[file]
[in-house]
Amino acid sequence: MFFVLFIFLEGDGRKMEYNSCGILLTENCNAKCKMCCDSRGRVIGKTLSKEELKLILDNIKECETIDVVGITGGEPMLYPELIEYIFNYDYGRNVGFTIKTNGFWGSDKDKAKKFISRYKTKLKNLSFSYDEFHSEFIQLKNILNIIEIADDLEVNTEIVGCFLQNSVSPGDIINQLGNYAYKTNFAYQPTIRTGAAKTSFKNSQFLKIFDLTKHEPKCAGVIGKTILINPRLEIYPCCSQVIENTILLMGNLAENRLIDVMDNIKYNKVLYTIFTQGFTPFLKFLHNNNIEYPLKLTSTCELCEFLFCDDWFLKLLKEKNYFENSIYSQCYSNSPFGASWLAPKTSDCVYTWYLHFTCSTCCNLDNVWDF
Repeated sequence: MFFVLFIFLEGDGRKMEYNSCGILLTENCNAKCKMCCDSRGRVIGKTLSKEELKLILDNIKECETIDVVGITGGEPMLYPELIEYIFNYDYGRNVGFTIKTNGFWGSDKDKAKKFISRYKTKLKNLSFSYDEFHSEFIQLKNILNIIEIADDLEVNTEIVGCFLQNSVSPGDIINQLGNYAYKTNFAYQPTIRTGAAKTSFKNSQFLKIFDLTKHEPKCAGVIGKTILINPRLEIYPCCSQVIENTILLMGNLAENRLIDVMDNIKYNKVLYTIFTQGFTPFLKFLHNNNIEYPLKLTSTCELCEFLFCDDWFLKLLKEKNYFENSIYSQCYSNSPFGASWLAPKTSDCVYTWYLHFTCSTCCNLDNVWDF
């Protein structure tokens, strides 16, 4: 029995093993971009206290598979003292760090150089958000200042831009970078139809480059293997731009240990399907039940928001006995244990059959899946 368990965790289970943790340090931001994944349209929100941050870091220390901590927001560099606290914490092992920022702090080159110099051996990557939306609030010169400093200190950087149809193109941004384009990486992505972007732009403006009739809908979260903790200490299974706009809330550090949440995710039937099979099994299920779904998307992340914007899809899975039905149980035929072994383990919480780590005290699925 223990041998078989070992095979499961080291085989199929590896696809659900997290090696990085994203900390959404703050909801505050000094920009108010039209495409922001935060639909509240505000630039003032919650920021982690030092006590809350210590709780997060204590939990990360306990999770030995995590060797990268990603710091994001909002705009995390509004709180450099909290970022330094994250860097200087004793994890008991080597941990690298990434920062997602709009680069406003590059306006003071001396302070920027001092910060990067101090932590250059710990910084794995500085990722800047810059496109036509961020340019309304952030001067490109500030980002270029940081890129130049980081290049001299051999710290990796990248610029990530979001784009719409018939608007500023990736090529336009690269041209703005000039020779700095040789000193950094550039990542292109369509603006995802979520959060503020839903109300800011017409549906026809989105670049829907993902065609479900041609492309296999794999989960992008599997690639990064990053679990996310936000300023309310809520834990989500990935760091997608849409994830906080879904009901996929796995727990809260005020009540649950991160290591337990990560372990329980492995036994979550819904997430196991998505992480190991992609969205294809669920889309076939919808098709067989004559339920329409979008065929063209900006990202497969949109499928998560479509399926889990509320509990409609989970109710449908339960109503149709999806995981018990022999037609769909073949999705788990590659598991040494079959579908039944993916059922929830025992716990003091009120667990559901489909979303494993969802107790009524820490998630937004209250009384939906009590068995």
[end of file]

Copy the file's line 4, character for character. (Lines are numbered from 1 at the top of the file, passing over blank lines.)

């Protein structure tokens, strides 16, 4: 029995093993971009206290598979003292760090150089958000200042831009970078139809480059293997731009240990399907039940928001006995244990059959899946 368990965790289970943790340090931001994944349209929100941050870091220390901590927001560099606290914490092992920022702090080159110099051996990557939306609030010169400093200190950087149809193109941004384009990486992505972007732009403006009739809908979260903790200490299974706009809330550090949440995710039937099979099994299920779904998307992340914007899809899975039905149980035929072994383990919480780590005290699925 223990041998078989070992095979499961080291085989199929590896696809659900997290090696990085994203900390959404703050909801505050000094920009108010039209495409922001935060639909509240505000630039003032919650920021982690030092006590809350210590709780997060204590939990990360306990999770030995995590060797990268990603710091994001909002705009995390509004709180450099909290970022330094994250860097200087004793994890008991080597941990690298990434920062997602709009680069406003590059306006003071001396302070920027001092910060990067101090932590250059710990910084794995500085990722800047810059496109036509961020340019309304952030001067490109500030980002270029940081890129130049980081290049001299051999710290990796990248610029990530979001784009719409018939608007500023990736090529336009690269041209703005000039020779700095040789000193950094550039990542292109369509603006995802979520959060503020839903109300800011017409549906026809989105670049829907993902065609479900041609492309296999794999989960992008599997690639990064990053679990996310936000300023309310809520834990989500990935760091997608849409994830906080879904009901996929796995727990809260005020009540649950991160290591337990990560372990329980492995036994979550819904997430196991998505992480190991992609969205294809669920889309076939919808098709067989004559339920329409979008065929063209900006990202497969949109499928998560479509399926889990509320509990409609989970109710449908339960109503149709999806995981018990022999037609769909073949999705788990590659598991040494079959579908039944993916059922929830025992716990003091009120667990559901489909979303494993969802107790009524820490998630937004209250009384939906009590068995």